Michael Cohen: Moving forward, the world will continue to be dominated from a digital standpoint. Yet, I don’t think that the world will be strictly digital. I think that the world will end up being what is called digital-analog hybridization, and that is—we will not go forward without influence from the human factor. Although these Zoom meetings and the digital side of things will continue and people will learn in front of their computers, I think there is no substitute for mentoring and for face-to-face (interaction), so to speak. And that is talking about cases and discussing cases and getting involved in the interpersonal relationships that are so important in human development. I think that will always be a part of a part of dentistry. I think that the days of one-day full lectures are going to wane. I think that it’s clear from, again, what I mentioned before, lots of studies that show that small group learning is far more effective. I think that when you look at learning for the future, there will be a lot more space for learning. Then one day, lectures where by the end of the morning your neurons can’t retain the information, you can’t hear the information, can’t get embedded in the neural pathways anymore. Basically the second half of the day, you might as well be out getting your errands done so you can have a free weekend. I think that short bursts of information and things like high intensity learning that we do at the Seattle Study Club is the wave of the future. Small group learning. Learning from each other. It’s not that lectures will go away. We have to add to our databases, but you have to be able to integrate the information you get into something meaningful and that happens best through collaboration.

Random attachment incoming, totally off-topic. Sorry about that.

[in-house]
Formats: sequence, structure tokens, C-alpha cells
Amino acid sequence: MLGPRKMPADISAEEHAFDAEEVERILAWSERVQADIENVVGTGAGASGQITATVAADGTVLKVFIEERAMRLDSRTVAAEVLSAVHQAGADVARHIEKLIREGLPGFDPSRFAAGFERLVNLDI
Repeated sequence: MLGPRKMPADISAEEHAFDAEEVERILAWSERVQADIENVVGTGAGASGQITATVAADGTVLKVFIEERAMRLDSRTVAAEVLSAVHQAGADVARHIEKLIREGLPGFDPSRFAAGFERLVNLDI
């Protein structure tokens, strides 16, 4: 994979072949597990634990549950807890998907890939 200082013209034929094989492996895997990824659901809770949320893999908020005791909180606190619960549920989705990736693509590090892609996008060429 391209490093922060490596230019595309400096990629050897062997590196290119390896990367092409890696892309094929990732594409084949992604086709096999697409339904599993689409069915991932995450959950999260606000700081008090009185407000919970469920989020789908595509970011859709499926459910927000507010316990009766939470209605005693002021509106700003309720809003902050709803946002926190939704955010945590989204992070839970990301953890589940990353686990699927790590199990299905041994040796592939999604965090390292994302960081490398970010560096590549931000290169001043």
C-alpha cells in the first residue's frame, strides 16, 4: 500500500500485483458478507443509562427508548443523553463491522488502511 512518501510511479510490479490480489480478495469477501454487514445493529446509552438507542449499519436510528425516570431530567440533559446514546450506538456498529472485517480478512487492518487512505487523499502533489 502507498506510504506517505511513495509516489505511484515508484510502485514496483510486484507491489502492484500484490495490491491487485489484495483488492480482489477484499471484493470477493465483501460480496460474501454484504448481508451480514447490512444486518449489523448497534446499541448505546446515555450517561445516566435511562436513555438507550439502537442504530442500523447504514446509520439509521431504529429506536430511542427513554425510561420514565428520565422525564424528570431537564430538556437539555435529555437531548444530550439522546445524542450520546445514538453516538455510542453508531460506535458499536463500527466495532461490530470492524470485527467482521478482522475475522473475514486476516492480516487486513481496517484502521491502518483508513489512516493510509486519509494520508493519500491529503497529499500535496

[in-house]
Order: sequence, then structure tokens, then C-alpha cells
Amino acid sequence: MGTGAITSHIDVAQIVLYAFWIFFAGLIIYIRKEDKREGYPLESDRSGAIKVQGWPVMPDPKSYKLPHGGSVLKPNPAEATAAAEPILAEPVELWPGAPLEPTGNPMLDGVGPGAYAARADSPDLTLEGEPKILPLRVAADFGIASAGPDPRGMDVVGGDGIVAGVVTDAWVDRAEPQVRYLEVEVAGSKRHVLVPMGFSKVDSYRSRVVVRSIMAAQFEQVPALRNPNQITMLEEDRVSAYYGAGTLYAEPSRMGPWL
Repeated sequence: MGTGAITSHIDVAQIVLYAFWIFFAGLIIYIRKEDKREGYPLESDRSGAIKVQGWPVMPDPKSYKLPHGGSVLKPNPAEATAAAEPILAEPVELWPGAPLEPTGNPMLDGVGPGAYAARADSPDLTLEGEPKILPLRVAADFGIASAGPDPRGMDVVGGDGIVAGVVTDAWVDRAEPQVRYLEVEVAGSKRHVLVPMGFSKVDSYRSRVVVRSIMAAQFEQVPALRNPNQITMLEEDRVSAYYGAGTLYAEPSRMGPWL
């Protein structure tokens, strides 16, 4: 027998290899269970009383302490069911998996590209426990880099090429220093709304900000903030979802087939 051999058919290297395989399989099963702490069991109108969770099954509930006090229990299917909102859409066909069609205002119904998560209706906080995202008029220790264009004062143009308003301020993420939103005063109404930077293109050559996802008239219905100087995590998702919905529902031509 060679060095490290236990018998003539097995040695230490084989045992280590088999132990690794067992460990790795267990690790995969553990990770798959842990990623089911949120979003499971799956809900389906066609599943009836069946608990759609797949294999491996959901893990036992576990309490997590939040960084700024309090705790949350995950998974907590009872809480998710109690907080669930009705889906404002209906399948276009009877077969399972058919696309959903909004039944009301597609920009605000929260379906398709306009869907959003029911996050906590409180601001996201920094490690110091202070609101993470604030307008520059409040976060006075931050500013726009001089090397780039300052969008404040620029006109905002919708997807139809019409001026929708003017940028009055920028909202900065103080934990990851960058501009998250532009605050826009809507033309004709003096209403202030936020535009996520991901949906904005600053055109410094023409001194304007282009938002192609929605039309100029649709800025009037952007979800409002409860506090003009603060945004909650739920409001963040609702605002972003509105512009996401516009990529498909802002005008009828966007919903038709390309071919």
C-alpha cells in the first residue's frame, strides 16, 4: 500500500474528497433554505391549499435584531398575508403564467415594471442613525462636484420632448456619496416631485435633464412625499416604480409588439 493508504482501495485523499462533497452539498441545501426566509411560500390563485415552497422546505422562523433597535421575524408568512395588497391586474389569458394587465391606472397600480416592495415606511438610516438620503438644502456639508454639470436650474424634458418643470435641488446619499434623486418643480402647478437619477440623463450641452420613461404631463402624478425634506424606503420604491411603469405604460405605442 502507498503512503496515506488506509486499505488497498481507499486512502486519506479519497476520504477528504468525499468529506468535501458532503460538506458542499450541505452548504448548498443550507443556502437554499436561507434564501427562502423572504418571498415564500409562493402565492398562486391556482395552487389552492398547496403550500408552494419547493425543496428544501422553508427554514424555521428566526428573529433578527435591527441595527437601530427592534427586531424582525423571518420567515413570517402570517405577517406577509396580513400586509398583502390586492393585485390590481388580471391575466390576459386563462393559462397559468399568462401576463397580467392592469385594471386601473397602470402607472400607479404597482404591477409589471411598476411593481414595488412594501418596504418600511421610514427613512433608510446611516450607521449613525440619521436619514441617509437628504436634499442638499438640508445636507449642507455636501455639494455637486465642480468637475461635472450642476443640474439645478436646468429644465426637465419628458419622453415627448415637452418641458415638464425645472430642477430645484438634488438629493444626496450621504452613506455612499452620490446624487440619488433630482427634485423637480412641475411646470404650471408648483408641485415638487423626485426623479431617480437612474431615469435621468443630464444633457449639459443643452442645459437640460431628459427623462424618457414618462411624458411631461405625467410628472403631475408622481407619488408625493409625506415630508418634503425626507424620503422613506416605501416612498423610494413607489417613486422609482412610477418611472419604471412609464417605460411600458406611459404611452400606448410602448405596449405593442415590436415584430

Chuck Cohen: Fascinating. Talk for a few minutes about one of the really great inventions I think you’ve brought to dentistry, and that’s this concept of symposium. (The) symposium is truly the best dental meeting of the year. It’s the one meeting I put on my calendar (that I should) never miss. And I do think that’s been one of the things you’ve been very influential about, really changing the way dental meetings are put together, run, (and) operated. Talk for a few minutes about how that came about. What is the long-term influence of that?